The Japanese take the atomic attacks very seriously, demanding of the world, rather too much and too often if you ask me, that that we understand their status as victims of an unbelievably cruel weapon and promise them the horror we visited upon them will never be forgotten and repeated. I say too much because this is certainly preaching to the converted; while I don’t doubt the genuine and visceral hatred ordinary Japanese have for war and the fear of atomic war particularly there is a feeling here that the country’s unique experiences in 1945 gives it the monopoly on issue of atomic displeasure and the invocation of the almost sacred word of “Hiroshima” can sometimes cover less benign and honourable motives like Olympic bids and Security Council ambitions that are in no way related to the issues of the attacks. Talking (arguing) with my wife the other night she was surprised and not a little thrown-off her outrage to learn that CND started in the UK in 1957 (after I’d explained what CND was as she’d never heard of it!) and that Greenpeace, often a considered a dangerous eco-terrorist cult in Japan, also has an anti-nuclear stance.
What happened in Hiroshima and Nagasaki were terrible of course, indeed some consider them war crimes of the highest order and though my opinion is mixed on that point, given the apparent inability of the Japanese to accept defeat and the government of the time’s stated ambition to more or less commit mass suicide in fighting against the inevitable, the bombing did have the desired effect of quickly finishing the war. Arguments abound that negotiations were in place to surrender anyway and the real reason the bombings took place was no more than an experiment in the new potency of the Cold War. The evidence for this is pretty strong with the target of Hiroshima chosen and prepared beforehand (primarily by the absence of traditional bombing attacks, despite the presence of a large army base there) so that the effects of the new weapon could be better observed. When the US picked over the rubble and corpses of the attacks to realize what their new weapon could do it was more than hoped the leaders in the USSR would sit up and take notice.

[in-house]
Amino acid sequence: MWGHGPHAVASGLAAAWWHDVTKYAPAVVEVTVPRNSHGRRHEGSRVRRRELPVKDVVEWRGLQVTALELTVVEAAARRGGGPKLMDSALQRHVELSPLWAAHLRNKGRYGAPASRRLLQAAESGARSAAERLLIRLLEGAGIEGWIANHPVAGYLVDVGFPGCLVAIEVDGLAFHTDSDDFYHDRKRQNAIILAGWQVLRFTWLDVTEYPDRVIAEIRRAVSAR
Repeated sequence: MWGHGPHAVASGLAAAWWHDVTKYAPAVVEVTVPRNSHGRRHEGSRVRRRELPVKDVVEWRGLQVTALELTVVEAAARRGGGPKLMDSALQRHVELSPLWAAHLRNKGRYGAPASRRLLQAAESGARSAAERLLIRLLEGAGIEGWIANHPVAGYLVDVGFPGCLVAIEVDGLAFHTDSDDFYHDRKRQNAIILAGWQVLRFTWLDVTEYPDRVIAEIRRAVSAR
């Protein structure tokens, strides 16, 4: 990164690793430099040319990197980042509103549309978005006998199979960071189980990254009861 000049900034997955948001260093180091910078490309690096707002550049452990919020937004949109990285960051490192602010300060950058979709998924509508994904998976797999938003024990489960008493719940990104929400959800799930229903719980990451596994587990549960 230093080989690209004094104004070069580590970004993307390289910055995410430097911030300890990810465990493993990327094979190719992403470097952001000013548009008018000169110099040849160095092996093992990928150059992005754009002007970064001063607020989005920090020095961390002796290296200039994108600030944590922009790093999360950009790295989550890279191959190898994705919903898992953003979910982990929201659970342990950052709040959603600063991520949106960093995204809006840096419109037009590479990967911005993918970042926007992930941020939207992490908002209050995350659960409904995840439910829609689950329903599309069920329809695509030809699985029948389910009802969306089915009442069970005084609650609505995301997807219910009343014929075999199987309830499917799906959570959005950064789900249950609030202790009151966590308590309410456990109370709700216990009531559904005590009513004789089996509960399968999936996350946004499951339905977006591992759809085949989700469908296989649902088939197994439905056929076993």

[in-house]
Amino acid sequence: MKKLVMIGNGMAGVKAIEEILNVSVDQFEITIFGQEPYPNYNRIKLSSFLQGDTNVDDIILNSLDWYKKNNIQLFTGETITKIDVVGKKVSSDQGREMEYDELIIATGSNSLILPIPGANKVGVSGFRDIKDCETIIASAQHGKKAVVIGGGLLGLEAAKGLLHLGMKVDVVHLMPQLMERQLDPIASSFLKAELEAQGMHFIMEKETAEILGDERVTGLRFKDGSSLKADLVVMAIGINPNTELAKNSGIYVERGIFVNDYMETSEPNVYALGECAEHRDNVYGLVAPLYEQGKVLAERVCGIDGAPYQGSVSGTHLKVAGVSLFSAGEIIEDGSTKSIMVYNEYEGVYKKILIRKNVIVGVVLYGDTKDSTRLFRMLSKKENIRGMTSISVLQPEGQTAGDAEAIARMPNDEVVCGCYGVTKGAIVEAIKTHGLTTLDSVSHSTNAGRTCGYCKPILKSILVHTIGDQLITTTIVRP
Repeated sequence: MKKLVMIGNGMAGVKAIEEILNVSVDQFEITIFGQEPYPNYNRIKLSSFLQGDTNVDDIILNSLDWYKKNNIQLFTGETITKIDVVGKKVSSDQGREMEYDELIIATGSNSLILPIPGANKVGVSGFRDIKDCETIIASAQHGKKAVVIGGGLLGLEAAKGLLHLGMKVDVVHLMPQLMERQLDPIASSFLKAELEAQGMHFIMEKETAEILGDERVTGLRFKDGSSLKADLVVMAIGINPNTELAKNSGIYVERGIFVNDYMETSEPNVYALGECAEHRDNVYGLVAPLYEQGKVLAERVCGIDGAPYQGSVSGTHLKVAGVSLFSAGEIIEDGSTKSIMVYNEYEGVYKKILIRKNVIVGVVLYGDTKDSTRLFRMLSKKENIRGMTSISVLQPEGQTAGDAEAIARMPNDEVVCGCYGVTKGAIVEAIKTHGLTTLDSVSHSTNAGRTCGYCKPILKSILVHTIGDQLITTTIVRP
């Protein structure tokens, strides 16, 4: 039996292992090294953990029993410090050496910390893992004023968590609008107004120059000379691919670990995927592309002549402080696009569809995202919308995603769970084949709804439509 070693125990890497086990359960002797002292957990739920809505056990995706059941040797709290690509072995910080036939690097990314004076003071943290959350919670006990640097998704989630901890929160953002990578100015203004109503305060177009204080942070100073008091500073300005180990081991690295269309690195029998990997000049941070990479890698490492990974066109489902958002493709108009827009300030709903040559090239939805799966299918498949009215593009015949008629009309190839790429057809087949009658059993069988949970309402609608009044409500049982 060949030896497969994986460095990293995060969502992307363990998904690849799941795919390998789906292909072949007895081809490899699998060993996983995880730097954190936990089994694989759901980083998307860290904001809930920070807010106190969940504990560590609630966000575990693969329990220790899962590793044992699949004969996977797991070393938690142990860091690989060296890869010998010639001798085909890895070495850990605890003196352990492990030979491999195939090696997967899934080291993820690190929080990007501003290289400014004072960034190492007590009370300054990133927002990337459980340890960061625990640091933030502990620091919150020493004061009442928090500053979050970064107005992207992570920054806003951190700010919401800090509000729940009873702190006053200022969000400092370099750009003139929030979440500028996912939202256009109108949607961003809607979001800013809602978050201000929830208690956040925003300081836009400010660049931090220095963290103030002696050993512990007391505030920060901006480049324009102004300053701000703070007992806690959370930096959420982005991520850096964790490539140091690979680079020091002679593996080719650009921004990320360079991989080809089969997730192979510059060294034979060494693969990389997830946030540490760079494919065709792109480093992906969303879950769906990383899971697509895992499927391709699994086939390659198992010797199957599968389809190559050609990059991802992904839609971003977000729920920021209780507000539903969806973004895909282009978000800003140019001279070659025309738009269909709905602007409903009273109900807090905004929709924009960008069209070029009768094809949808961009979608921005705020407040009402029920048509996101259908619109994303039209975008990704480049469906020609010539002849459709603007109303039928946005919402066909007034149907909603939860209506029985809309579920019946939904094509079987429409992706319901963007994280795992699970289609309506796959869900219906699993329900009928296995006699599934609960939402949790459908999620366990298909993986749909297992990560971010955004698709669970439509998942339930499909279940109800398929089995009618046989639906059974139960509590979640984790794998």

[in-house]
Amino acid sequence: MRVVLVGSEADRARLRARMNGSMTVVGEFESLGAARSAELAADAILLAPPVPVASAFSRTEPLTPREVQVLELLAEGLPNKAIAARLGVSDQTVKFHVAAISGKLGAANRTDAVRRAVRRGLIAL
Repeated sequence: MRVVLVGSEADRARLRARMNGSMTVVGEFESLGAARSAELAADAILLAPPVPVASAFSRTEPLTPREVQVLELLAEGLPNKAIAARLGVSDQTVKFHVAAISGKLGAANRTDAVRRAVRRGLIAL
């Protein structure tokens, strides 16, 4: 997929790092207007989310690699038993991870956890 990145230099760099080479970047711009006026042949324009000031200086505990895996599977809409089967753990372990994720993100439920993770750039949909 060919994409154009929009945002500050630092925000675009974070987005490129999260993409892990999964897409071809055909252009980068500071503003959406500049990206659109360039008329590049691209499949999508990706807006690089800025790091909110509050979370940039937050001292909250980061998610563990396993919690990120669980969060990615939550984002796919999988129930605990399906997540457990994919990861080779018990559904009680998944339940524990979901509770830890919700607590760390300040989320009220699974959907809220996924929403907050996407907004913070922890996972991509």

The suffering of the Japanese people did thus, in my opinion, manage to defuse the Cold War and that is something all Japanese people, even those that did not suffer the bombings themselves, can be justifiably proud of. What I don’t think they can do to share in the victimhood, that belongs to the people who suffered in Hiroshima and Nagasaki alone. I can fully understand why the daughter of Yamaguchi san might find the jokes hurtful and in bad taste, and I’m sure The BBC and Steven Fry are genuinely sorry to have caused such offense, but then again she could not possible understand the humour as it is being reported here and indeed were it not for the ersatz indignation being played out on TV and in the newspapers she would propably never have known about the existence of the show and the “joke” in the first place. More importantly I cannot see what right representatives of the Japanese media and government have in telling the BBC what it can and cannot broadcast to its own population, most of whom I’m sure, despite equally understanding the horror of nuclear war and feeling deep sympathy for the Japanese people and for Yamuguchi San himself in particular, will probably have found the irony of the situation he lived through hilarious.